In duration, of what benefit to society is the ridiculous term? Seventy years for music. Life plus ninety years for individual works. The term in the US is even longer, that term is the de facto standard online to be legally in the clear. Does knowing that your great-grandchildren may still inherit the rights to your books effectively provide an incentive for you to write any more so than a shorter term of perhaps ten to twenty years would? This ridiculous term is counterproductive: Far from encouraging the production of new works of value, it serves only to provide legal barriers that lock much of popular culture away and deprive creators of material they can draw inspiration from and adapt into new forms.
Ideally I should like to see a shortened term, but I cannot envision that happening. There is simply too much money involved, and where there is money to be made there will be lobbying. It was only last year that the term for music was extended from fifty to seventy years as a result of desperate lobbying to retain copyright on a very lucrative decade of musical history. After all, the Beatles might stop writing new music if they lose their copyright protection.
In scope, the big blame to be placed here is upon the Berne convention and the automatic copyright. This is somewhat unfortunate. A well-intended solution to a real problem, but it also exposes everyone to a legal nightmare where every action must be scrutinized to make sure no copyright is inadvertently infringed. We've got the orphan works proposals now as an attempt to solve this, but their solution is legally messy and no less complicated. It has reached the point where infringement is such a common occurrence as to go unnoticed.
But of most concern is enforcement. Copyright infringement is a very, very easy act with modern technology - so easy that a lot of the time, people don't even realise they are doing it. Every school in the country has students swapping USB sticks of music, and a lot of workplaces too. People copy-paste images without a second thought, and google image search is now the world's leading source of clipart. In those who know they are infringing, trying to keep sites down has become a game of whack-a-mole - they appear as fast as they can be closed, often operating from countries where they are legally untouchable. Even without the websites, p2p networks thrive - and there is always sending files to friends via IM or even old-fashioned email. Modern technology makes a mockery of copyright law, and the only way to solve this would be draconian enforcement and, censorship and restricting access to technology. The US DMCA and our own implementation of the EUCD start down this path by banning 'circumvention devices,' but their efforts are pathetically ineffectual - it's only a matter of time until we start seeing calls to mandate ISPs start actively filtering infringing content through packet inspection, or require the blocking of 'illegal' file-sharing protocols. Given the choice between enforceable copyright and an open internet, it's no contest for me: I'd like to see a shorter-term opt-in-limited copyright policy but, if that isn't an option, I'd take no copyright at all over what we have now.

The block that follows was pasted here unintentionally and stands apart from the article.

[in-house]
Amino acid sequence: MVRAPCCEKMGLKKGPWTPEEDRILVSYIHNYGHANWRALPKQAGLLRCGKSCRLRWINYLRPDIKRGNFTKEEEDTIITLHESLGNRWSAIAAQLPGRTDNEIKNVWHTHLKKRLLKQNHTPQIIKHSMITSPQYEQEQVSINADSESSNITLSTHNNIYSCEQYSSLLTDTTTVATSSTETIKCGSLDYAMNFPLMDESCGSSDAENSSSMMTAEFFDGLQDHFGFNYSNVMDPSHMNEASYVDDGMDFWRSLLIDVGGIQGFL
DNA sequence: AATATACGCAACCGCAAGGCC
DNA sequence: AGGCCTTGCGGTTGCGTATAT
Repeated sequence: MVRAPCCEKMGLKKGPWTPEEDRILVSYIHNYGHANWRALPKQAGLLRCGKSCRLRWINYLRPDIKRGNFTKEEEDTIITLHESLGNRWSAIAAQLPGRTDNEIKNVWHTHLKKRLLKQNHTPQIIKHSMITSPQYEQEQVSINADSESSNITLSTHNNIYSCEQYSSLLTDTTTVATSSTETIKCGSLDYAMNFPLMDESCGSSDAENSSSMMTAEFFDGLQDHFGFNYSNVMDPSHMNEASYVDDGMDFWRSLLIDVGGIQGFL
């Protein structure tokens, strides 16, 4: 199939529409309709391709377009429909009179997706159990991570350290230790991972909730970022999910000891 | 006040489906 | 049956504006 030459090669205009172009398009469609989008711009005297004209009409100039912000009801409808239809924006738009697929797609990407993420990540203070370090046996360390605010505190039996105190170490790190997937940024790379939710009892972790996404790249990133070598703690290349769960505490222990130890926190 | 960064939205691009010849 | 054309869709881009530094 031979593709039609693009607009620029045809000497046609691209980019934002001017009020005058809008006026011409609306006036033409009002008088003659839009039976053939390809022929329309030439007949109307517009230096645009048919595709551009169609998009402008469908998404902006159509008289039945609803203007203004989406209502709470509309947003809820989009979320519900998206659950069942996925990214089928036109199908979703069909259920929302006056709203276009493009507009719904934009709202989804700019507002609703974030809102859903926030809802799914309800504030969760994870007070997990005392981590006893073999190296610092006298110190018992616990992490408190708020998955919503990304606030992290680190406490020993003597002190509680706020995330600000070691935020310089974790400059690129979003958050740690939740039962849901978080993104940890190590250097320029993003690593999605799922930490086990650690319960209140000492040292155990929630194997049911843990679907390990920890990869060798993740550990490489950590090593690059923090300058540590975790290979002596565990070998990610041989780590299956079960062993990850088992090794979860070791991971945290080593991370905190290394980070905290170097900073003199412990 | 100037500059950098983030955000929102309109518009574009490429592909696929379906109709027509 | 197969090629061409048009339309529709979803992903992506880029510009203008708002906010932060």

Most obvious? Customer services. Watson makes a decent conversational agent. A little work and it could take over the role of first-line support, quite capable of dealing with the most common customer queries. A little less frustrating than the telephone maze game, and potentially cheaper than hiring a building full of telephone monkeys.
Re: At least they might publish some of the results
Because much of that symmetrical encryption still depends on asymmetric encryption for authentication purposes. Carrying a physical device with a shared key beforehand isn't always an option.
Re: Watson is 1/4th the computer it once was.
Assuming the same algorithms. AI, even 'good enough for a first-line at a call center' AI as Watson is intended to be, is very hard. Experts have devoted their career to trying to advance the field. The slowdown you notice probably means they sacrificed some speed in order to improve accuracy of answers.
Re: expected to discover an exoplanet with life by the end of the decade
It has a spectograph. That analyses atmospheric composition. If there is a lot of life on the planet, and it is running on similar chemical principles to life here, that instrument has a good chance of finding it. Oxygen just doesn't persist in a planetary atmosphere by any known process other than photosynthetic life, so if we find a planet with a significant amount of oxygen we can say with confidence that planet has life - even if we can't be sure it is anything more than single-celled algae analogs.